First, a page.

Pain management strategies that do not use drugs may provide some level of pain relief.
Physical methods such as heat, cold, massage and rubs applied to the skin can help manage pain in muscles, bones and joints. Many of these methods relax tense muscles and feel soothing.
Biofeedback, relaxation and hypnosis may be effective in controlling pain, but generally require the skills of a trained psychologist or therapist. However, you may find that there are CDs from these disciplines that are helpful to you.
A variety of distractions can serve to decrease our perception of pain. Many people find comfort in music, meditation, or prayer. Since inactivity and inability to move around may contribute to depression and greater pain, staying involved in activities, exercise and recreation as much as possible can make you feel better and take your mind off the pain. A sense of humor, the companionship of a pet, and visits by family and friends can also play significant roles in pain relief.
Topical or local drug treatment can effectively relieve pain in some conditions. For example, topical preparations (meaning applied to a body surface, such as the skin), including capsaicin creams, ketamine gel or lidocaine patches, may be effective for some types of nerve pain.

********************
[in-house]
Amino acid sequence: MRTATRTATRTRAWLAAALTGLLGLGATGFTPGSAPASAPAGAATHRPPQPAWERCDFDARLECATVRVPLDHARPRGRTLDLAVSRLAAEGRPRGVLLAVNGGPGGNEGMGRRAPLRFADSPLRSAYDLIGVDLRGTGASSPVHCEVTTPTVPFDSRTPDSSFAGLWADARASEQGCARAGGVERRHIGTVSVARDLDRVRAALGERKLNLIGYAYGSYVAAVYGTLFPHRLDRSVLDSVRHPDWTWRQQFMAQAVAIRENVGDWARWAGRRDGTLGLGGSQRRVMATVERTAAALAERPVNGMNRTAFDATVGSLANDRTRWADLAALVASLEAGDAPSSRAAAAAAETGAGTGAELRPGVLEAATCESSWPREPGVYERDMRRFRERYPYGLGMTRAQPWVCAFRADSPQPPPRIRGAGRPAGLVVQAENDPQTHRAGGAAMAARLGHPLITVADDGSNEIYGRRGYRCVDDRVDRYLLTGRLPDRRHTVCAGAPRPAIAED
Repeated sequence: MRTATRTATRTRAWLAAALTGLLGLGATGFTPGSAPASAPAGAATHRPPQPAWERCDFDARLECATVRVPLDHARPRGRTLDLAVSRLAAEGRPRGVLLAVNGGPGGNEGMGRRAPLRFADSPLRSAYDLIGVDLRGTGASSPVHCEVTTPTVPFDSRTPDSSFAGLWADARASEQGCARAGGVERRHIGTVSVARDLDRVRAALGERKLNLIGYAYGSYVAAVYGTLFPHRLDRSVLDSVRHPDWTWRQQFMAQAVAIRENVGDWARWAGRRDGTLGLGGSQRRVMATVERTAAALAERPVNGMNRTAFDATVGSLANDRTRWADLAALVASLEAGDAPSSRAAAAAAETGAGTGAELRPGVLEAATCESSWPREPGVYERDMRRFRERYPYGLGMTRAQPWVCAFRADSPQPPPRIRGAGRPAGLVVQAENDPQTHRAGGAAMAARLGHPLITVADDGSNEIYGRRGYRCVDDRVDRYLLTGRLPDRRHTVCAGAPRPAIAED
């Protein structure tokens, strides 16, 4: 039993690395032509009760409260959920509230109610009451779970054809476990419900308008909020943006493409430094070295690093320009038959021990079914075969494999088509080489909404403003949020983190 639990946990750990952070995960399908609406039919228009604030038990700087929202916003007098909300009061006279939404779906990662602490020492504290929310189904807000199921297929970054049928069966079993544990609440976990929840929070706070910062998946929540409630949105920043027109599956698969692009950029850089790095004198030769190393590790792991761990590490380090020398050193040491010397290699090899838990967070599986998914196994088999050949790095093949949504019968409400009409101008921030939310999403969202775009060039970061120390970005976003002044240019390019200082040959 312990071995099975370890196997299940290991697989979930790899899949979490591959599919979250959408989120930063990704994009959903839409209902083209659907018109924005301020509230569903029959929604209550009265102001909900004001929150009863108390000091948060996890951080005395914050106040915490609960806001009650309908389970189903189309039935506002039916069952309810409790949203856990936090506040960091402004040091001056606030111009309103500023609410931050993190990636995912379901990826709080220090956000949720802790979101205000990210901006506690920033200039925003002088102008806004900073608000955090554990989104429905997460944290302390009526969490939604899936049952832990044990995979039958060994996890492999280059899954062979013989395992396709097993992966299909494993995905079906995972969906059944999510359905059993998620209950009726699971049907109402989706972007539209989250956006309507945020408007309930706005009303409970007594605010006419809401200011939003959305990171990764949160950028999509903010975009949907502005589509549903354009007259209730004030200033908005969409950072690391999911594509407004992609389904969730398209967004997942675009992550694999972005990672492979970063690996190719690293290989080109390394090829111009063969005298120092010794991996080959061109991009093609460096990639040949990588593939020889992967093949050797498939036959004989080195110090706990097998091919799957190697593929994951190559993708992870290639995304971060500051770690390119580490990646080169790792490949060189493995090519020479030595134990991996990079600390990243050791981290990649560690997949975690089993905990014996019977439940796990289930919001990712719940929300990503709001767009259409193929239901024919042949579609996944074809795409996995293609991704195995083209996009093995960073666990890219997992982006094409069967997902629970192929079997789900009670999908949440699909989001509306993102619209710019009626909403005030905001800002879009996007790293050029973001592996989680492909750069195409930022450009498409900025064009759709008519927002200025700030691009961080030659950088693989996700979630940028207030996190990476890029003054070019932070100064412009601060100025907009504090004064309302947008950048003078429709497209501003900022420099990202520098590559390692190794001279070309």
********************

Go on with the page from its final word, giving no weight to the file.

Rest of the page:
Transcutaneous electrical nerve stimulation (known as TENS) has been used for a variety of chronic pain conditions in older adults. These include painful nerves caused by diabetes, shoulder pain or bursitis and fractured ribs. Ask your doctor if this would be appropriate for you.
There are many options available. Only by trial and error will you find what works best for you.
NANCY TURNEY received a bachelor's degree in social work and a certificate in gerontology. If you have a specific question you would like answered in this column, email it to email@example.com or call Turney at the Crescenta-Cañada YMCA, (818) 790-0123, ext. 225.